In the third week of July, in 1995, Amazon shipped its first order, a book by Douglas Hofstadter. There has been no stopping it since then. In seven years, in 2002 it reached operational profits and last year it had a turnover of $62bn.
More than that en route it gave birth to the ecommerce industry and has created a whole new world for customers and retailers. E com today has profoundly impacted the business model of manufacturers and retailers and has led to the closure of marquee brick and mortar brands like Borders, Comet, etc. It continues to threaten the existence of several others retailers. The retailing industry is in the midst of unprecedented change and turmoil.
Though there are several factors behind this shift to ecommerce, the principal driver for many customers has been ‘Price’. The elimination of physical stores and costly store manpower has enabled the web retailers to deeply undercut the pricing of brick and mortars. Price has upended the game. The retailing industry has to now operate on new pricing structures and so new business models.
This is the era of almost perfect price information.
Price comparison sites help the customer in discovering price across all sales points both web and brick and mortar. The proliferation of smartphones and price apps is going to make customers even more aware and alert, and intelligent about pricing.
Owing to the inherent low loyalty on the web, the ecom players are going to face a difficult battle amongst themselves on pricing. The brick and mortars of course face an existential battle over prices.
In India, price has traditionally played a very vital role in purchase decisions. Indians are famous for their obsession with value and pricing. Literally going an extra mile is a part of the daily life of Indian buyers and there are stories of billionaires looking for deals on grocery shelves.
The sudden deceleration of the economy has also caught a large number of consumers unawares. They used to buy brands on the back of rising incomes and ever increasing salaries in the 9% GDP growth economy but suddenly are not able to afford what they want. But their aspirations for brands and lifestyles remain. They respond strongly and immediately to price impulses. We see that in stories of hundreds of them queuing up for Zara and Mango on ‘Sale’. On the first day of its sale this year in July, Zara touched 96 lacs in the Select City store. Similarly cyber week sales have generated tremendous responses.
So price, always an important dimension, is now acquiring even more weightage in the marketing mix. Barring a few top end brands, how one handles challenges of pricing will determine success or failure for most businesses.
The first thing to remember is that there is nowhere to hide in the climate of almost perfect information. Hence overall efficiency, clichéd of course, is vital to achieving price goals.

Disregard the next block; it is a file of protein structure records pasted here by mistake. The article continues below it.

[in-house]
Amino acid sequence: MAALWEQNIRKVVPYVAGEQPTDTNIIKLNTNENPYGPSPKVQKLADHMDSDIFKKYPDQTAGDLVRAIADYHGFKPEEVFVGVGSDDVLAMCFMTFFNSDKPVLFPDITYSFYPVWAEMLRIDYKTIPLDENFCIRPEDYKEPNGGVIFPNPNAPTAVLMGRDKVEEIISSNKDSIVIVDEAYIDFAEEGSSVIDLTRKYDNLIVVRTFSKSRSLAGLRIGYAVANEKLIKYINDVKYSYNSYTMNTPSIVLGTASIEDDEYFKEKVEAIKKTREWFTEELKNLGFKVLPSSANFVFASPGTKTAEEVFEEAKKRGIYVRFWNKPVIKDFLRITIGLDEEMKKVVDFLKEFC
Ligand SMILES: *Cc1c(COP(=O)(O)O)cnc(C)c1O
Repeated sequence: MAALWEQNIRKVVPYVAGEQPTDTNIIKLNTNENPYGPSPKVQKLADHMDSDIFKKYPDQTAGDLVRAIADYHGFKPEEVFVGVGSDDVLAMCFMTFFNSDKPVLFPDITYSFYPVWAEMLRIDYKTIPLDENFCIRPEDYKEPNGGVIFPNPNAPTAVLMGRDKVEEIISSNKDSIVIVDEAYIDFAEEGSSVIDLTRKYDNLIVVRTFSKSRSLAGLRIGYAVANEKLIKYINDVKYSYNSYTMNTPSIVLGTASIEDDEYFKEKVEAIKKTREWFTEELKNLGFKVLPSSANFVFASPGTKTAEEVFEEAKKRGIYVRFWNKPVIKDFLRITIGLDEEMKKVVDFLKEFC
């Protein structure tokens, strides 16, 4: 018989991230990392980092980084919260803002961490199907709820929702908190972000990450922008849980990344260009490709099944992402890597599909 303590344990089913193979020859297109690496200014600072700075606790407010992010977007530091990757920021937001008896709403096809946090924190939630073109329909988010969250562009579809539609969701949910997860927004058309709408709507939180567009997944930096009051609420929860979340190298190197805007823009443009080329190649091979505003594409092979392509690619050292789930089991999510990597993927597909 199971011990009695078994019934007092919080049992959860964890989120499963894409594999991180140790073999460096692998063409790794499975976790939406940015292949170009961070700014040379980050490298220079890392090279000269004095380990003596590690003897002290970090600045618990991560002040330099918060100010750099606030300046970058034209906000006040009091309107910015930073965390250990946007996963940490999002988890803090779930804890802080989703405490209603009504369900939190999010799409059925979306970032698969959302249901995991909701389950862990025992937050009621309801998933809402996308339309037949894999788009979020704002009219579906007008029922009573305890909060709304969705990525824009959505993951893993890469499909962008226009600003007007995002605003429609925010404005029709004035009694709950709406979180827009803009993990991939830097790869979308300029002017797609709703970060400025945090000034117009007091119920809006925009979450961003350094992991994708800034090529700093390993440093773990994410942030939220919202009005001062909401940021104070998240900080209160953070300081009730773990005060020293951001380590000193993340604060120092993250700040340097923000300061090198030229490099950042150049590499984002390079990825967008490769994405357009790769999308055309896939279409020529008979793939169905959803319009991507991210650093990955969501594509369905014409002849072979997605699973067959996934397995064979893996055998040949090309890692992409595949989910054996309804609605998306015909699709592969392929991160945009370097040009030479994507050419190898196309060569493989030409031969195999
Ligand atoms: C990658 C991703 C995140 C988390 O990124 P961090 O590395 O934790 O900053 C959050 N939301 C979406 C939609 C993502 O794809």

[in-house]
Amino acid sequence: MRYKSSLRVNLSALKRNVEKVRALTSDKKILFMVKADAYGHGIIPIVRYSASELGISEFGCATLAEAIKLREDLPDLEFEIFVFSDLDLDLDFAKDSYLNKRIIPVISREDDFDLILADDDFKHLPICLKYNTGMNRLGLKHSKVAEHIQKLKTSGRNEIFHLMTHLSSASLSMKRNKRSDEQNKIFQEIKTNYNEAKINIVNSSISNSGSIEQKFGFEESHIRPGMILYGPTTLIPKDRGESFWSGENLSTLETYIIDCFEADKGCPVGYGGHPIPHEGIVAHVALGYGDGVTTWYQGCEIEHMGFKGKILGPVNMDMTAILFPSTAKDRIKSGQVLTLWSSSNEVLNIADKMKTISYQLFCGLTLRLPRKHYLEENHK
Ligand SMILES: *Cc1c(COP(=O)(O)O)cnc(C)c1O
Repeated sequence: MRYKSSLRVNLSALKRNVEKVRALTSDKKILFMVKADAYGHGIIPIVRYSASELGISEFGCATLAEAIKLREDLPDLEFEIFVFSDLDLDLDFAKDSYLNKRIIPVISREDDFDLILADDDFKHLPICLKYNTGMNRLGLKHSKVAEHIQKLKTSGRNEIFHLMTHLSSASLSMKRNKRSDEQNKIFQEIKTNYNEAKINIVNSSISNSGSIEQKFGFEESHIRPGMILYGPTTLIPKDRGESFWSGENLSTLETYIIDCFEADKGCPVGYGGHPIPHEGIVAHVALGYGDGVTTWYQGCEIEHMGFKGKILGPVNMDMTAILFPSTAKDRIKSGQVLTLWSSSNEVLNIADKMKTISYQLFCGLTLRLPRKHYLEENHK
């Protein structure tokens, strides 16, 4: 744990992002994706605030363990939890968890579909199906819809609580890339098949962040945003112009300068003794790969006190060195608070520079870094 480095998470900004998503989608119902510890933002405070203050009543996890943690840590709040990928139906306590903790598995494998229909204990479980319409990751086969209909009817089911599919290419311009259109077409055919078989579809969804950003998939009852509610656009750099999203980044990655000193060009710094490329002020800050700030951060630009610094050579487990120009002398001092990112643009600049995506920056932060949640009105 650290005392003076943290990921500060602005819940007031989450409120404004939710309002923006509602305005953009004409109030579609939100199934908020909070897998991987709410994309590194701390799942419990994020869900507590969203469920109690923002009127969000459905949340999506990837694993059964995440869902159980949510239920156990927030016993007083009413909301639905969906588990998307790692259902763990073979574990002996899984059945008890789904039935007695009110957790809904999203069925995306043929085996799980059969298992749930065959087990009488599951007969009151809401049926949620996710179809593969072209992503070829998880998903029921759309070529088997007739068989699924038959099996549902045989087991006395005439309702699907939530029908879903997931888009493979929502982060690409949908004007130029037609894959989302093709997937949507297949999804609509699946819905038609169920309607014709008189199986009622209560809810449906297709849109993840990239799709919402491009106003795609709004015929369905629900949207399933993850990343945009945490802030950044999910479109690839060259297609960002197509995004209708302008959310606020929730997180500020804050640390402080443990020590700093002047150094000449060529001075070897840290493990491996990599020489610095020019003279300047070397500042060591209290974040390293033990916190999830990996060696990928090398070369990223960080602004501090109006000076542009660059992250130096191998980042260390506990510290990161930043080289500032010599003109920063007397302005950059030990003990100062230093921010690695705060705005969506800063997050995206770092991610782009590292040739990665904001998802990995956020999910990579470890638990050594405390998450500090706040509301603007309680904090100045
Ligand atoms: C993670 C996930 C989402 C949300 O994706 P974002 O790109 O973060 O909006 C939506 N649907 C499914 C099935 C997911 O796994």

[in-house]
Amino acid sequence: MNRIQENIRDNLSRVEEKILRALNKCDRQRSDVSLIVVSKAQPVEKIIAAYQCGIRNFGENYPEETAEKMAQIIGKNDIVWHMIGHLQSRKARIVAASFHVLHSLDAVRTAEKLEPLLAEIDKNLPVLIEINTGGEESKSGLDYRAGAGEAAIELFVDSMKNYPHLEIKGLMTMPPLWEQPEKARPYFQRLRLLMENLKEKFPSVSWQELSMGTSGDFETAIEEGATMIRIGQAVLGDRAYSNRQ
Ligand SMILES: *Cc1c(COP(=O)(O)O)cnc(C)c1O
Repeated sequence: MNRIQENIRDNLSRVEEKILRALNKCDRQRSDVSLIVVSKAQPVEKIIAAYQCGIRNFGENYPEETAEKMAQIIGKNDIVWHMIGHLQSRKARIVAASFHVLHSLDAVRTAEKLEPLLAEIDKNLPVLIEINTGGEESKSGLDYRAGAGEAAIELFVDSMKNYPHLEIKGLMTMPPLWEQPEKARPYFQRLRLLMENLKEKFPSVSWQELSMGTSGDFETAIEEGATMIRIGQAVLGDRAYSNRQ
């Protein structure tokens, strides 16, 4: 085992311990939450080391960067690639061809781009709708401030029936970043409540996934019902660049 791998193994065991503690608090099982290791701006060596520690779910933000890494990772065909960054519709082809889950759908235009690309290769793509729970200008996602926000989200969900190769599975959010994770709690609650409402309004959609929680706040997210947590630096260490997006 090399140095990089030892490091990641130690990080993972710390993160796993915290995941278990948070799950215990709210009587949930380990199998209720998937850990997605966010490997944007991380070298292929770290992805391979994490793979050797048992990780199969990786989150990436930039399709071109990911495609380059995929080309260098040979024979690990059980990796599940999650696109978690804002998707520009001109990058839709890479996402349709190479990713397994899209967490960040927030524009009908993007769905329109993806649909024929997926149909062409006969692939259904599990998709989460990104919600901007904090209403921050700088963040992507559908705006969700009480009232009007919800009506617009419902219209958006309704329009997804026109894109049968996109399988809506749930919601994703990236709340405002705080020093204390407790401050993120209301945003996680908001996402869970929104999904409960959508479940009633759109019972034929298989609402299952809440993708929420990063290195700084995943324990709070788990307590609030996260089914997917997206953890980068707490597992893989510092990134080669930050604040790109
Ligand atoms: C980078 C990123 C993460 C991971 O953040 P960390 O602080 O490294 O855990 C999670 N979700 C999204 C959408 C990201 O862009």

But there are several other strategies prevalent across industries for playing the price game.
a) Differentiate and compete on other features that customers look for. This is the classic recipe of most management books.
An electronic retailer like Croma has found that customers look for someone who simplifies the task of explaining technology and they focus on this aspect more than others.
b) Load as much service as possible. So a bookshop can offer free wifi, home delivery or an electronic retailer can offer free installation.
c) Another most used and the most effective response by retailers is complex price actions like bundled prices, quantity discounts and loyalty rewards. These help in diffusing direct price comparisons.
d) Several retailers have also tried to reduce price sensitivity by making more information available. More knowledge on other dimensions dilutes the role of price in the product appeal. This is used effectively by furniture and home décor retailers.
e) Another great option has been to try and reframe customer choices. Mass food service retailers use this effectively – positioning themselves, for example, on combo meals rather than prices of individual items.
f) Take help from the supplier and alliance partner eco-system to get benefits for the customers. Card issuers use a wide variety of benefits from partners.
There are many more ways and retailers have to be continuously innovative in responding based on the context.
The history of business is replete with stories of critical cycles and every time the best have survived. This time the best will be those who can vigorously counter all ‘Price’ challenges.
(About Author : Salil Sahu is responsible for running HSIL, a part of Wadhawan Retail Limited. He has extensive experience in Sales, Marketing, Strategy and General Management and has spent the last 10 years in P&L management. He has worked in Wipro, Heinz, Shaw Wallace and a start-up and has been part of many pioneering initiatives.)